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Antioxid Redox Signal. 2005 Sep-Oct;7(9-10):1315-26.

Redox-dependent protein kinase regulation by angiotensin II: mechanistic insights and its pathophysiology.

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  • 1Cardiovascular Research Center, Temple University School of Medicine, Philadelphia, PA 19140, USA.

Abstract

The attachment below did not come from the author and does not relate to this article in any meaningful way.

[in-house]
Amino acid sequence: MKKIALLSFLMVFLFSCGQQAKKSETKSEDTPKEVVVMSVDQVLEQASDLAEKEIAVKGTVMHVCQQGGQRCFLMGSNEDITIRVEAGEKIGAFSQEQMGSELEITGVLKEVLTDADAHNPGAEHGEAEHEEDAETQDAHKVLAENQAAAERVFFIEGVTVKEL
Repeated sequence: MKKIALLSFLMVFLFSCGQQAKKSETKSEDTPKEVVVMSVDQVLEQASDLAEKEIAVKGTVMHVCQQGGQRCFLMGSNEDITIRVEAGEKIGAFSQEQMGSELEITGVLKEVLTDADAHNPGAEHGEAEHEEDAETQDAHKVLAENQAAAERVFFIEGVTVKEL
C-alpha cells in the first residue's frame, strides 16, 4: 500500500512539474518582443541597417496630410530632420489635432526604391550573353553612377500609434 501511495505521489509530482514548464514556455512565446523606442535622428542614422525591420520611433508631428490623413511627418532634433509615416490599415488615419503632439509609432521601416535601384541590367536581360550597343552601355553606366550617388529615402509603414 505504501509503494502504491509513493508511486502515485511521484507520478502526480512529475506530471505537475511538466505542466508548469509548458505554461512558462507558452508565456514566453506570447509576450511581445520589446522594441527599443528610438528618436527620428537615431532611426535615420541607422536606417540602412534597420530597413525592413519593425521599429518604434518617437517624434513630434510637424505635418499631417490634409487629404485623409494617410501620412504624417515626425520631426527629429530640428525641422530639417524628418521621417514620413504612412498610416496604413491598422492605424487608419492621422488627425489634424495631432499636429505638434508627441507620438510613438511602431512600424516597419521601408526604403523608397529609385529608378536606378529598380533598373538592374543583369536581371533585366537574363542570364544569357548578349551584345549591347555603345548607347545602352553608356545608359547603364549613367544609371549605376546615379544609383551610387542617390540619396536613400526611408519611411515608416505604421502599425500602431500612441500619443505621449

Reactive oxygen species (ROS) are proposed to induce cardiovascular diseases, such as atherosclerosis, hypertension, restenosis, and fibrosis, through several mechanisms. One such mechanism involves ROS acting as intracellular second messengers, which lead to induction of unique signal transductions. Angiotensin II (AngII), a potent cardiovascular pathogen, stimulates ROS production through the G protein-coupled AngII type 1 receptor expressed in its target organs, such as vascular tissues, heart, and kidney. Recent accumulating evidence indicates that through ROS production, AngII activates downstream ROS-sensitive kinases that are critical in mediating cardiovascular remodeling. Each of these ROS-sensitive kinases could potentially mediate its own specific function. In this review, we will focus our discussion on the current findings that suggest novel mechanisms of how AngII mediates activation of these redox-sensitive kinases in target organs, as well as the pathological significance of their activation.

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